07 июня 2014 14:48

Thousands mourn death of influential Nigerian monarch


Hundreds of thousands of people flocked the streets of Nigeria's second city on Friday to pay their final respects to one of the country's most influential traditional rulers as he was laid to rest, AFP reports.

Hundreds of thousands of people flocked the streets of Nigeria's second city on Friday to pay their final respects to one of the country's most influential traditional rulers as he was laid to rest, AFP reports.

The Emir of Kano, Ado Abdullahi Bayero, was second in the hierarchy of Nigeria's Muslim monarchs and was the ancient kingdom's longest-serving emir, ruling for 51 years until his death after a long battle with cancer.

President Goodluck Jonathan called his passing "a national loss" and said he was "one of the most respected traditional rulers" in Nigeria, which is almost evenly split between a Muslim-majority north and Christian-dominated south.

The Emir "will always be remembered and honoured by the people of Kano and all Nigerians for his immense wisdom and competence as a traditional ruler, as well as for using his exalted throne to build bridges of unity, friendship and harmony across the nation," Jonathan's office said.

Assassination attempts

The Emir of Kano and the third-highest Muslim cleric in Nigeria, the Shehu of Borno, had previously survived assassination attempts by Boko Haram insurgents, who were angered by their co-operation with Nigeria's secular government.

The leader of Nigeria's Muslims, the Sultan of Sokoto, Muhammad Sa'ad Abubakar III, has also been threatened.

Boko Haram last month killed the Emir of Gwoza in Borno state, Idrissa Timta, while he was travelling by road to the funeral of another cleric. Two other traditional monarchs escaped unhurt.

Critics say the three senior monarchs could have taken bolder action against the Islamist insurgents who have killed thousands since 2009 and kidnapped more than 200 schoolgirls last month.

The Emir of Kano was a well-regarded figure in the northern state and was seen as a key link between tradition and modernity, leading the region's clerics as the custodian of Islam in the region.

Palace officials -- so-called "kingmakers" -- will now meet in closed-door session to determine the three names to be submitted to the Kano state governor for approval as his successor.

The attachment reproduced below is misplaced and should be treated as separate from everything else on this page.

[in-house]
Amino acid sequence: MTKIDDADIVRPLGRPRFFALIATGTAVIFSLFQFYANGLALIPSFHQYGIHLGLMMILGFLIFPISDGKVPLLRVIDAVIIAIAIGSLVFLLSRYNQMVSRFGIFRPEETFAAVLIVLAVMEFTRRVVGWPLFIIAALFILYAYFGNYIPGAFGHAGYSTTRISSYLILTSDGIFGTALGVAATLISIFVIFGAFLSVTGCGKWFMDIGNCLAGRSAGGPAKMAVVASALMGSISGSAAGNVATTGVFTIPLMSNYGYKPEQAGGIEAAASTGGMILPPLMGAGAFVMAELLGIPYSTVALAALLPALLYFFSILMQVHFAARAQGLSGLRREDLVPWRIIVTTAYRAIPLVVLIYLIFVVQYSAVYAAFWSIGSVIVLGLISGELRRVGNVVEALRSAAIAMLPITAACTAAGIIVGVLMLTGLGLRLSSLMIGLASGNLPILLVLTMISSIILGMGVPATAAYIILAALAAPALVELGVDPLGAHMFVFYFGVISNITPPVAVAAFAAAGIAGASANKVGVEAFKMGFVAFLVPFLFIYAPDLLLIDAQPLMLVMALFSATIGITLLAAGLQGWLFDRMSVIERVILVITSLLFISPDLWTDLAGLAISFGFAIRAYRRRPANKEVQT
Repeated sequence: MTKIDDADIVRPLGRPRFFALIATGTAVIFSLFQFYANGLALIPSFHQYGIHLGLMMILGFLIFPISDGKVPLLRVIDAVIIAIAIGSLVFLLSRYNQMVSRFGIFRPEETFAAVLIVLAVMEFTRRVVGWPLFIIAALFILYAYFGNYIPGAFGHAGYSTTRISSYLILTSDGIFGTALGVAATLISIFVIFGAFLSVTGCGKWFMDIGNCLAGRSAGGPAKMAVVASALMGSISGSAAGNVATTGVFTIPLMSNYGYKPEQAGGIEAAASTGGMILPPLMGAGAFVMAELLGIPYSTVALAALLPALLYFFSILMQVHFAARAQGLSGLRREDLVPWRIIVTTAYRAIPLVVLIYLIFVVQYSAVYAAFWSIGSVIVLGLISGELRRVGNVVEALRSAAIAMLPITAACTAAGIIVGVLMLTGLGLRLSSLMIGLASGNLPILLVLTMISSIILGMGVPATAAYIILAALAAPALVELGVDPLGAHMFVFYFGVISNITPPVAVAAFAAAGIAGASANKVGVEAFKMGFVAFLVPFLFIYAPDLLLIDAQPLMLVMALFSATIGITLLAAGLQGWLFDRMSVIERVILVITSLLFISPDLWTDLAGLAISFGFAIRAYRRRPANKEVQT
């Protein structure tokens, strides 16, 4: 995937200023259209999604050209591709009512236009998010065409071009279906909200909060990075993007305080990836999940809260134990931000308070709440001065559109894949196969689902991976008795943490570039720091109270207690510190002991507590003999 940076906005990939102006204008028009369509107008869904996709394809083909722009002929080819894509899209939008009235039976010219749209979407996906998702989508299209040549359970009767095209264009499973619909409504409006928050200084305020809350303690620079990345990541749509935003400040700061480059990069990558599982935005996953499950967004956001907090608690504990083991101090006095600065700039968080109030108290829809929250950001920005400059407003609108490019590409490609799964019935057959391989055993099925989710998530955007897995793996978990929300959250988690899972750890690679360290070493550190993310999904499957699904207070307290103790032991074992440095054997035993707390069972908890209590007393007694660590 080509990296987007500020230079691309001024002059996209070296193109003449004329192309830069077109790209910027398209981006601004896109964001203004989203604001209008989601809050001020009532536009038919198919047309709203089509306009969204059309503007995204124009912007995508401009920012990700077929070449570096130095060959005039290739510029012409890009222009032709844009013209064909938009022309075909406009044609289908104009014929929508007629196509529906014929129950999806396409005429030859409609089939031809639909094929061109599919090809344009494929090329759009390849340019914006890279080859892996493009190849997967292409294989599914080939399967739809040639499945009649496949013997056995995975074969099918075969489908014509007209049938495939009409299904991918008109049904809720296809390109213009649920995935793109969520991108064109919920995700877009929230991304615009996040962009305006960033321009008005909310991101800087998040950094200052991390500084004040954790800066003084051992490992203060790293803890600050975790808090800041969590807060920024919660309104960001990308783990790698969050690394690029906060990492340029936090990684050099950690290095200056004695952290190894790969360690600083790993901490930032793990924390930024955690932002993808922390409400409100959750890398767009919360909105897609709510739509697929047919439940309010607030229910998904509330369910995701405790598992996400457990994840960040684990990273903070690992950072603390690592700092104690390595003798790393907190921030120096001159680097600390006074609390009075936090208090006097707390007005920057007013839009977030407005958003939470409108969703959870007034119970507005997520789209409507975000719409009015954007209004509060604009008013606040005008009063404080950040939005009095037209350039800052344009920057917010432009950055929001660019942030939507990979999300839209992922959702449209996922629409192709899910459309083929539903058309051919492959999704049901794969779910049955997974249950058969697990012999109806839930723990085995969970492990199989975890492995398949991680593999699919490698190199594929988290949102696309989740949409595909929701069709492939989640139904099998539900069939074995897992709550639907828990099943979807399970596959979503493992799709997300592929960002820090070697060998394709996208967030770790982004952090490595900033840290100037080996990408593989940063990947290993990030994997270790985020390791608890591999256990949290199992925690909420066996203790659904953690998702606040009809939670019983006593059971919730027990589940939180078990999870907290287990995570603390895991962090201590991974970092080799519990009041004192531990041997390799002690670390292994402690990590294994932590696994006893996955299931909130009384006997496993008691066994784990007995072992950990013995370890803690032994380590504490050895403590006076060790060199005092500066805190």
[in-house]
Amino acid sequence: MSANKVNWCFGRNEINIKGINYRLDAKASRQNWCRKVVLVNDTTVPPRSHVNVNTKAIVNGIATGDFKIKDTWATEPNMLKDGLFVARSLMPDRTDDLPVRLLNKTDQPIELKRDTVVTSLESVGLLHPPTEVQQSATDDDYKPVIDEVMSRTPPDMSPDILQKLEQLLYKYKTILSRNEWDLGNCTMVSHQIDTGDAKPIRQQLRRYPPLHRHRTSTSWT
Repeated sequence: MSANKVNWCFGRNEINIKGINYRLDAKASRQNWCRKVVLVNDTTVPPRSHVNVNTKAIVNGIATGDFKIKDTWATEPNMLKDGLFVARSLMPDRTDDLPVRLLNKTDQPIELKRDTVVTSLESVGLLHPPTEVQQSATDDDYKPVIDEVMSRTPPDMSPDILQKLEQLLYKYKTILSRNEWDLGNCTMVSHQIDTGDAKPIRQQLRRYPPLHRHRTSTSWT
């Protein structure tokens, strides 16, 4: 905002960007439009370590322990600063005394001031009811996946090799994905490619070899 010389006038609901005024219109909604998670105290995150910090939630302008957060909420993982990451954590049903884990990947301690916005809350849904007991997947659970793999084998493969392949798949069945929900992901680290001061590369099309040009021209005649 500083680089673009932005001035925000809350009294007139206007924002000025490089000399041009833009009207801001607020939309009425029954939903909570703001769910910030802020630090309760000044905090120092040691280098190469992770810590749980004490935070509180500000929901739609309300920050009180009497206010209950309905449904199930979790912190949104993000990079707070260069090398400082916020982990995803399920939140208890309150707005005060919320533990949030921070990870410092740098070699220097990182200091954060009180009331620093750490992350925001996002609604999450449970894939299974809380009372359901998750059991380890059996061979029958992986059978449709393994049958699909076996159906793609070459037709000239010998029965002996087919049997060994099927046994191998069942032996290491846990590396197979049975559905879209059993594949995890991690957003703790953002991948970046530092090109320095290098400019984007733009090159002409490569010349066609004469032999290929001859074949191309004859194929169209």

Those tipped to be in the running include the former governor of the Central Bank of Nigeria, Sanusi Lamido Sanusi, who is the grandson of the late emir's brother.

Another name in the frame is one of the emir's sons, Aminu Ado Bayero, who holds a royal title and is currently a popular district head in Kano.

In a sign of the emir's popular appeal, the vast crowd defied scorching heat to flood the vast Durbar parade grounds outside his palace shortly after afternoon prayers, two hours before the funeral.

"We have lost a father and a leader," said 37-year-old mechanic Haruna Bala, tears rolling from his eyes.

"He is the only emir I have known and love so dearly for his compassion and justice to his people."

Strong bond

Drenched in sweat from the hot sun, mourners chanted excerpts from the Muslim holy book the Koran in memory of Bayero, who took the throne in 1963 after the short-lived reign of his brother.

Security personnel, including armed soldiers, policemen and other paramilitary, battled in vain to control the masses, forcing an hour's delay to the funeral.

The leader of Nigeria's Muslims, the Sultan of Sokoto Muhammad Sa'ad Abubakar III, tried to calm the crowd as an ambulance conveying the late cleric's body arrived for the funeral prayers.

Afterwards, thousands walked three kilometres (two miles) to the emir's final resting place alongside his ancestors as crowds lined the route of the funeral cortege, raising clenched fists as a sign of royal greeting and farewell.

"The emir was a just leader. This was why people loved and respected him," Ibrahim Sani Gaya, a Kano royal, told AFP at the emir's palace, where royalty and community leaders gathered.

"Kano will miss him so much for many years to come."

History professor Tijjani Naniya, from Kano's Bayero University, described the emir as a "colossus, the like of whom there is none among all the traditional rulers in Nigeria today".

"The emir established a strong bond of allegiance with his subjects through his just rule and intense love for his people," he added.

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